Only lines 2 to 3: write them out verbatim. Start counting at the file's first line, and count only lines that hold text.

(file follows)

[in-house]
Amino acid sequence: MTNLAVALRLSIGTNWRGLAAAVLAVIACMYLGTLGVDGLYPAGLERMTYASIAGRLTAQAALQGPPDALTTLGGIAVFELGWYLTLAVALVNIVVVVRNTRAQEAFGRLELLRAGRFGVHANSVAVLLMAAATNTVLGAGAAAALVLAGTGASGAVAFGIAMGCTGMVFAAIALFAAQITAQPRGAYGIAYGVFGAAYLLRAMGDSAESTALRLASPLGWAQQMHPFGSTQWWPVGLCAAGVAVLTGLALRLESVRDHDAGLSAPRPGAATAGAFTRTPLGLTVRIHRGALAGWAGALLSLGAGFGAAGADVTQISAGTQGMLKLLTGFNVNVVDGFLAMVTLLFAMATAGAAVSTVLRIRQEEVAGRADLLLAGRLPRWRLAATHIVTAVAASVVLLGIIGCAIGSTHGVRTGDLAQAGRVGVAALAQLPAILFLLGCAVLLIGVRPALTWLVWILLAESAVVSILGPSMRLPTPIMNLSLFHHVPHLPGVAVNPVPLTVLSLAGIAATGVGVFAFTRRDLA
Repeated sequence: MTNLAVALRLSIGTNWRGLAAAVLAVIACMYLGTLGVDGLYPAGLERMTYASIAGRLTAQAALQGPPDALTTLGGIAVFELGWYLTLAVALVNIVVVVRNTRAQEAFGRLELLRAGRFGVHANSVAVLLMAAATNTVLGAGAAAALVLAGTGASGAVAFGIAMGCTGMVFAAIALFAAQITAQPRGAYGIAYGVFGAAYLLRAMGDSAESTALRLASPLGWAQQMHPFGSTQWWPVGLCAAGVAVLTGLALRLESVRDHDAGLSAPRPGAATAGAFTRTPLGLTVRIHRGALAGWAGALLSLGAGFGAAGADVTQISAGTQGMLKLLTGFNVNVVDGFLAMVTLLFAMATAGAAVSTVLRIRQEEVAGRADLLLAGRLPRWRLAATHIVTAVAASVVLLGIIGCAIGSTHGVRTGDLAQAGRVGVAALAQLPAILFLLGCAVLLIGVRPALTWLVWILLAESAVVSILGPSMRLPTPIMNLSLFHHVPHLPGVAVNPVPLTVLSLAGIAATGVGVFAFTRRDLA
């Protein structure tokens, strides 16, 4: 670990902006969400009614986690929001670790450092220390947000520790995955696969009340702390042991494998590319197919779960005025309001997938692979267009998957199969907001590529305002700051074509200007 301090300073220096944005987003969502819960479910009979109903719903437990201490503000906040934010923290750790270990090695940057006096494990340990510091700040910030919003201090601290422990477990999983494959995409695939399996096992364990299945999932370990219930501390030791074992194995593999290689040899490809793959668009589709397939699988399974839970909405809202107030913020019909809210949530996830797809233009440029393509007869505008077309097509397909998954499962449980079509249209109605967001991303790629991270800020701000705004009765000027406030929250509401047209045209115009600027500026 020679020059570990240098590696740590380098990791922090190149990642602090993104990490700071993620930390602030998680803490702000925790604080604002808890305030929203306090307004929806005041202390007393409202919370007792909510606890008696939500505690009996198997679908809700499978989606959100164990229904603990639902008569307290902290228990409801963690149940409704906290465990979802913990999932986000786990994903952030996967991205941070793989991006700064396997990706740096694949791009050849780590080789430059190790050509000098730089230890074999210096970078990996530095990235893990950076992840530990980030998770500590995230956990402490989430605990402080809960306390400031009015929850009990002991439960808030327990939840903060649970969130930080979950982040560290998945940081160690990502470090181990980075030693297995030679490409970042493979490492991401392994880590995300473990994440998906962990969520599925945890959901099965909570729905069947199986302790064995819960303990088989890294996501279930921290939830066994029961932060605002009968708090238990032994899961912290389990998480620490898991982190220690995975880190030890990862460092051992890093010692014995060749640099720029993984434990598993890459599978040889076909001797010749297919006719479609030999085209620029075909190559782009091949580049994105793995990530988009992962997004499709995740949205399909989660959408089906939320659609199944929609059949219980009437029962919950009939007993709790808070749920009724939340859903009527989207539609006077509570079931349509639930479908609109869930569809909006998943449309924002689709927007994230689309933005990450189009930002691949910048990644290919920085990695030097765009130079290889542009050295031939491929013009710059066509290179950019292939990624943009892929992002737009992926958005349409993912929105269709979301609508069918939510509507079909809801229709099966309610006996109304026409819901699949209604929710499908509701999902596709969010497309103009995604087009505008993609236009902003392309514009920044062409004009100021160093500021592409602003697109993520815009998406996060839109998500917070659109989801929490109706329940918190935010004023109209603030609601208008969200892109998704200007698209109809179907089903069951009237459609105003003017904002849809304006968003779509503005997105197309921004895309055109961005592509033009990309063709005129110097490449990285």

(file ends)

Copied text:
Amino acid sequence: MTNLAVALRLSIGTNWRGLAAAVLAVIACMYLGTLGVDGLYPAGLERMTYASIAGRLTAQAALQGPPDALTTLGGIAVFELGWYLTLAVALVNIVVVVRNTRAQEAFGRLELLRAGRFGVHANSVAVLLMAAATNTVLGAGAAAALVLAGTGASGAVAFGIAMGCTGMVFAAIALFAAQITAQPRGAYGIAYGVFGAAYLLRAMGDSAESTALRLASPLGWAQQMHPFGSTQWWPVGLCAAGVAVLTGLALRLESVRDHDAGLSAPRPGAATAGAFTRTPLGLTVRIHRGALAGWAGALLSLGAGFGAAGADVTQISAGTQGMLKLLTGFNVNVVDGFLAMVTLLFAMATAGAAVSTVLRIRQEEVAGRADLLLAGRLPRWRLAATHIVTAVAASVVLLGIIGCAIGSTHGVRTGDLAQAGRVGVAALAQLPAILFLLGCAVLLIGVRPALTWLVWILLAESAVVSILGPSMRLPTPIMNLSLFHHVPHLPGVAVNPVPLTVLSLAGIAATGVGVFAFTRRDLA
Repeated sequence: MTNLAVALRLSIGTNWRGLAAAVLAVIACMYLGTLGVDGLYPAGLERMTYASIAGRLTAQAALQGPPDALTTLGGIAVFELGWYLTLAVALVNIVVVVRNTRAQEAFGRLELLRAGRFGVHANSVAVLLMAAATNTVLGAGAAAALVLAGTGASGAVAFGIAMGCTGMVFAAIALFAAQITAQPRGAYGIAYGVFGAAYLLRAMGDSAESTALRLASPLGWAQQMHPFGSTQWWPVGLCAAGVAVLTGLALRLESVRDHDAGLSAPRPGAATAGAFTRTPLGLTVRIHRGALAGWAGALLSLGAGFGAAGADVTQISAGTQGMLKLLTGFNVNVVDGFLAMVTLLFAMATAGAAVSTVLRIRQEEVAGRADLLLAGRLPRWRLAATHIVTAVAASVVLLGIIGCAIGSTHGVRTGDLAQAGRVGVAALAQLPAILFLLGCAVLLIGVRPALTWLVWILLAESAVVSILGPSMRLPTPIMNLSLFHHVPHLPGVAVNPVPLTVLSLAGIAATGVGVFAFTRRDLA